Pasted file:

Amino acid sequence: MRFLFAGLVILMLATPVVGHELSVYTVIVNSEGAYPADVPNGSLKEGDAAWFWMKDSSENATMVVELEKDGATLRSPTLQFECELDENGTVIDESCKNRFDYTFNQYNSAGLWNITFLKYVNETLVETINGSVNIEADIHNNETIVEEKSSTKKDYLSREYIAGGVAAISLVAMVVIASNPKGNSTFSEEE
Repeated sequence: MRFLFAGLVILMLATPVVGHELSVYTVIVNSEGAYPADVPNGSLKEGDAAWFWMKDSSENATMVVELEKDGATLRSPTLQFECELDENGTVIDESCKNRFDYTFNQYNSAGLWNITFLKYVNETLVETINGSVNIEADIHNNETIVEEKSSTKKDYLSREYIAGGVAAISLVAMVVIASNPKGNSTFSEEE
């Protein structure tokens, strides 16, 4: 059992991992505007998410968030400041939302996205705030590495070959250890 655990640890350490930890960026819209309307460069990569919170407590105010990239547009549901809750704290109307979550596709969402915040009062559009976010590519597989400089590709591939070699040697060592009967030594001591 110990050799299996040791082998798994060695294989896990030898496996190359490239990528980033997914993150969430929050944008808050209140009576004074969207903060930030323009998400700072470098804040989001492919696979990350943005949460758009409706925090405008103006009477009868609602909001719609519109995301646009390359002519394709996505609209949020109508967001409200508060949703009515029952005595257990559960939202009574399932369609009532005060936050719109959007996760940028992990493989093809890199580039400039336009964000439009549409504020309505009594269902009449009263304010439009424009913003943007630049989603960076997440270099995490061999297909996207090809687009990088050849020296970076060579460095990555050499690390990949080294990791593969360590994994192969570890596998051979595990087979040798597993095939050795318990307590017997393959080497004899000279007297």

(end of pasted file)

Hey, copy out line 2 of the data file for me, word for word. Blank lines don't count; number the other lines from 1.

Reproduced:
Repeated sequence: MRFLFAGLVILMLATPVVGHELSVYTVIVNSEGAYPADVPNGSLKEGDAAWFWMKDSSENATMVVELEKDGATLRSPTLQFECELDENGTVIDESCKNRFDYTFNQYNSAGLWNITFLKYVNETLVETINGSVNIEADIHNNETIVEEKSSTKKDYLSREYIAGGVAAISLVAMVVIASNPKGNSTFSEEE